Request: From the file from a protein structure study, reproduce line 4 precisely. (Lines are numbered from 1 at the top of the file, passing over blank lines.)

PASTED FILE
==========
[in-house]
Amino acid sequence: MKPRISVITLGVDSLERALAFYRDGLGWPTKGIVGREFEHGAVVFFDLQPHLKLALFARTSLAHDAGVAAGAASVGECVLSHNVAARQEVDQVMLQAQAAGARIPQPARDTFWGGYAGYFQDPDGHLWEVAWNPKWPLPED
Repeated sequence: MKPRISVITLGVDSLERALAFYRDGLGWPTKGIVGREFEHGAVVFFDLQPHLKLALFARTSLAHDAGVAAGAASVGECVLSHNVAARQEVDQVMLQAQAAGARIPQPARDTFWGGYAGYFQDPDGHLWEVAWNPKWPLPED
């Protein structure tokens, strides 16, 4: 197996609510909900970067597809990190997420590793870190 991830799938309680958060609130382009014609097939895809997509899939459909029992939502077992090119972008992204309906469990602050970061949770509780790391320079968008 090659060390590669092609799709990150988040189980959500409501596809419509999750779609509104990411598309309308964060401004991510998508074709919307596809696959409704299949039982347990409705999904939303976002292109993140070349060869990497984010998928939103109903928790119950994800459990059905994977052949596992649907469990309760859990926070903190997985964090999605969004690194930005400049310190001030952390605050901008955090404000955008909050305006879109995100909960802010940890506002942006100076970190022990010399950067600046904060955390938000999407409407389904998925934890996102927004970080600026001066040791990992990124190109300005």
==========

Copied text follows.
């Protein structure tokens, strides 16, 4: 197996609510909900970067597809990190997420590793870190 991830799938309680958060609130382009014609097939895809997509899939459909029992939502077992090119972008992204309906469990602050970061949770509780790391320079968008 090659060390590669092609799709990150988040189980959500409501596809419509999750779609509104990411598309309308964060401004991510998508074709919307596809696959409704299949039982347990409705999904939303976002292109993140070349060869990497984010998928939103109903928790119950994800459990059905994977052949596992649907469990309760859990926070903190997985964090999605969004690194930005400049310190001030952390605050901008955090404000955008909050305006879109995100909960802010940890506002942006100076970190022990010399950067600046904060955390938000999407409407389904998925934890996102927004970080600026001066040791990992990124190109300005």